Paper No. 172-13
Presentation Time: 11:15 AM
THE FOOD OF WALRUS AND DUCKS: BIVALVE ECOLOGY DURING RECENT SEA ICE SHIFTS IN THE N BERING AND CHUKCHI SEAS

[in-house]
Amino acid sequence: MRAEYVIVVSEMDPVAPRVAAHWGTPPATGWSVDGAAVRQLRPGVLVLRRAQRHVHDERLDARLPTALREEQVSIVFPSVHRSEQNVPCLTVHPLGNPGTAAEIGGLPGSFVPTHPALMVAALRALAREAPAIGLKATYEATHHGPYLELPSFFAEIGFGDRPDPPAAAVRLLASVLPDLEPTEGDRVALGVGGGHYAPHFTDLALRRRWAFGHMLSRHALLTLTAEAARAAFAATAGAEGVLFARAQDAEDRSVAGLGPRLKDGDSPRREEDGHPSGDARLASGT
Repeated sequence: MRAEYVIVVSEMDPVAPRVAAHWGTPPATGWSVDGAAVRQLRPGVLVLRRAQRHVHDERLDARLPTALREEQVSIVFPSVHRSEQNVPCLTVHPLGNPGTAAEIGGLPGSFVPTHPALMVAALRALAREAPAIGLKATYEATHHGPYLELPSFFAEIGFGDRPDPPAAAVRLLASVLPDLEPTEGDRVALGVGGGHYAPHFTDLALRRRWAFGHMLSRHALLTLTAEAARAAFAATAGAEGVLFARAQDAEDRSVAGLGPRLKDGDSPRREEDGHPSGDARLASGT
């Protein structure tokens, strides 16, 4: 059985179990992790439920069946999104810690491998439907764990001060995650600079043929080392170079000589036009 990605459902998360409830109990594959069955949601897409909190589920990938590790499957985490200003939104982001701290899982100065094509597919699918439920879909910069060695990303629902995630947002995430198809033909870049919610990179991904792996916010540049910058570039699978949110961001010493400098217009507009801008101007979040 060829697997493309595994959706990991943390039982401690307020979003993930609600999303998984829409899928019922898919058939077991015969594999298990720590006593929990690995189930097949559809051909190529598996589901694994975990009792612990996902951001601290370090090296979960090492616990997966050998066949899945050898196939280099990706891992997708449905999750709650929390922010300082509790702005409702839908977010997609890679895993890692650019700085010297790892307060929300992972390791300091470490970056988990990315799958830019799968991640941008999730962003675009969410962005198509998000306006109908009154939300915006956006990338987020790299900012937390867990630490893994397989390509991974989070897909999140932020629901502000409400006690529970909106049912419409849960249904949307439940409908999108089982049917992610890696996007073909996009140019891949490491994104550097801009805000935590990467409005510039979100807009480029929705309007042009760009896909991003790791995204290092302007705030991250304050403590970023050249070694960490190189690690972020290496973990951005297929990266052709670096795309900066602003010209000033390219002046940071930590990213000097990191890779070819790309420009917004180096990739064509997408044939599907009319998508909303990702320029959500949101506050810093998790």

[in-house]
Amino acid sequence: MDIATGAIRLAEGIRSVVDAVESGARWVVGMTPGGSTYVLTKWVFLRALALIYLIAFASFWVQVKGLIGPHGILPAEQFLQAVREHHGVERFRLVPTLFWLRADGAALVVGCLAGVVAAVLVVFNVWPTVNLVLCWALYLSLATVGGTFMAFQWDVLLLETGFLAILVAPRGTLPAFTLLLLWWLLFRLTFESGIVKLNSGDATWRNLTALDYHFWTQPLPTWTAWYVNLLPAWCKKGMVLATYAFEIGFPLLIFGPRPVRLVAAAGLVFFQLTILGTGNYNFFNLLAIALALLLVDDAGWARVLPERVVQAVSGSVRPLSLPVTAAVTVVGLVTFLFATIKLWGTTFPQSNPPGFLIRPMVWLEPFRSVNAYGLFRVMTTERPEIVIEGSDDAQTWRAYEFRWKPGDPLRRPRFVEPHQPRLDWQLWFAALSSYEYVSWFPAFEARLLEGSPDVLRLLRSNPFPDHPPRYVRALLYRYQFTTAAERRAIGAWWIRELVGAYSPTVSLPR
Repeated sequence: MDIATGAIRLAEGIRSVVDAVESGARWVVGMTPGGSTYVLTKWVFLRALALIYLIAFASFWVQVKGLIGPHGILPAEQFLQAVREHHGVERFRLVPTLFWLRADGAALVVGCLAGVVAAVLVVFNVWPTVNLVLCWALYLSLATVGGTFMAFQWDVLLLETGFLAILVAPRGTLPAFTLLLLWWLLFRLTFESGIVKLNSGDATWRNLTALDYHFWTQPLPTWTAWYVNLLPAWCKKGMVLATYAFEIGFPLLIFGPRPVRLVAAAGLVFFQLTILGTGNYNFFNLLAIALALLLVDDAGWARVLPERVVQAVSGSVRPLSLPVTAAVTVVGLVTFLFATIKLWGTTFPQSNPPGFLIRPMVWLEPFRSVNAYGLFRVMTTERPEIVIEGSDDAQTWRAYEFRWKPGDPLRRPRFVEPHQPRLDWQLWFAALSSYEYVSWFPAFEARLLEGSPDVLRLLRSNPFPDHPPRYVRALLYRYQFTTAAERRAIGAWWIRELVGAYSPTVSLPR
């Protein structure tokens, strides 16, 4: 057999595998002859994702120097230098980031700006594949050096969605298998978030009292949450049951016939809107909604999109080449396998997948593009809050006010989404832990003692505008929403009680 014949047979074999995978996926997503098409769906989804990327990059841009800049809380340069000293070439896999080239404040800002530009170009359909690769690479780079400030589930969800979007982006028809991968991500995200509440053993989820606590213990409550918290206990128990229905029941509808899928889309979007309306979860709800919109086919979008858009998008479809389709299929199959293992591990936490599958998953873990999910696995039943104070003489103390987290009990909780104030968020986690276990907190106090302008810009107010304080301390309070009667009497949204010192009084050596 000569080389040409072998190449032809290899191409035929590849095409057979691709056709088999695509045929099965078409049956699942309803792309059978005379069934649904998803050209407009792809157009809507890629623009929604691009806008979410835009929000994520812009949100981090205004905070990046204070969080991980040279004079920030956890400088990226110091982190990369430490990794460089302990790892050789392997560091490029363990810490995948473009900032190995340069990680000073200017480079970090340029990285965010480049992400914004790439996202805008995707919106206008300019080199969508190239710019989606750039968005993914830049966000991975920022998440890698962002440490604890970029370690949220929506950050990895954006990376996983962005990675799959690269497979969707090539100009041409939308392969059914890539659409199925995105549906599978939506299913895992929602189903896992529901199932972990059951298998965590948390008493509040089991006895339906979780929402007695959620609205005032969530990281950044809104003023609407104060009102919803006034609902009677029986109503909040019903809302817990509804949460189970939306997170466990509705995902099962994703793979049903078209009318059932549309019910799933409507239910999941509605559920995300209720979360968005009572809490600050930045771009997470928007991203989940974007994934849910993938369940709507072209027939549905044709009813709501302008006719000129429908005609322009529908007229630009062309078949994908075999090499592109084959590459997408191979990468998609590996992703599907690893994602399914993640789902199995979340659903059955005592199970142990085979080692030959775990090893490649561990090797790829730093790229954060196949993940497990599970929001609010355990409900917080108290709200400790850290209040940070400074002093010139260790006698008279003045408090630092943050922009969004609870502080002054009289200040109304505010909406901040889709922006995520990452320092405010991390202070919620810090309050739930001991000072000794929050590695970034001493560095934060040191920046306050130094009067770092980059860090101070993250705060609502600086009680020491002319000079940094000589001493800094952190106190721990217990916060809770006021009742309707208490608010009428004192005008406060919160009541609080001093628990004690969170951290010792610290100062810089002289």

The Alaskan Arctic ecosystem supports large populations of marine mammals and birds that depend on sea ice for rest and mating and on the densely productive seafloor communities for food. Bivalve communities of the Bering and Chukchi Seas are the main food source for both spectacled eider ducks (Somatera fuscgeri) and walrus (Odobenus rosmarus). The Arctic bivalve community and their predators have been monitored consistently since the 1970s and have been responding to the decreasing persistence of seasonal sea-ice in the Bering and Chukchi Seas. However, the effects of human induced climate change started before monitoring began. I have reconstructed a 150-year history of benthic community change in the N Bering and Chukchi Seas using historic museum collections to understand the relationship between seasonal sea ice and the seafloor ecosystem and what large ecologic shifts might mean for higher-trophic level animals. Semi-quantitative periodic benthic surveys began in 1865 and are archived in museums, libraries, and online databases. The past geographic distributions of these bivalves can now can be compared to the “ecologic baseline” of the 1970s. From 1865 to 1900, taxa that are most dominant today in Subarctic and Arctic waters were concentrated in the Chukchi Sea, with very few occurrences south of the Bering Strait. This northern offset includes Nuculanidae, the favorite food of spectacled eider ducks. The food of walrus (Myidae, Cardiidae) are found throughout the region until 1960, after which these bivalves are only found as far south as the Bering Strait. Historic observations on bivalve family distributions thus indicate that the 1970s-based ecologic baseline is the result of a benthic community reorganization in the 1960s, which coincided with a sudden increase in the variability of sea ice concentration across the region and the onset of sea ice retreat related to secular warming and climate change. Spectacled Eiders and Walrus in this region are thus losing sea ice habitat at the same time as their bivalve prey community reorganized at the sea floor. These historic observations will help highlight how these coupled biologic and physical changes affect the populations of benthivores in the Arctic and how they might react to future changes.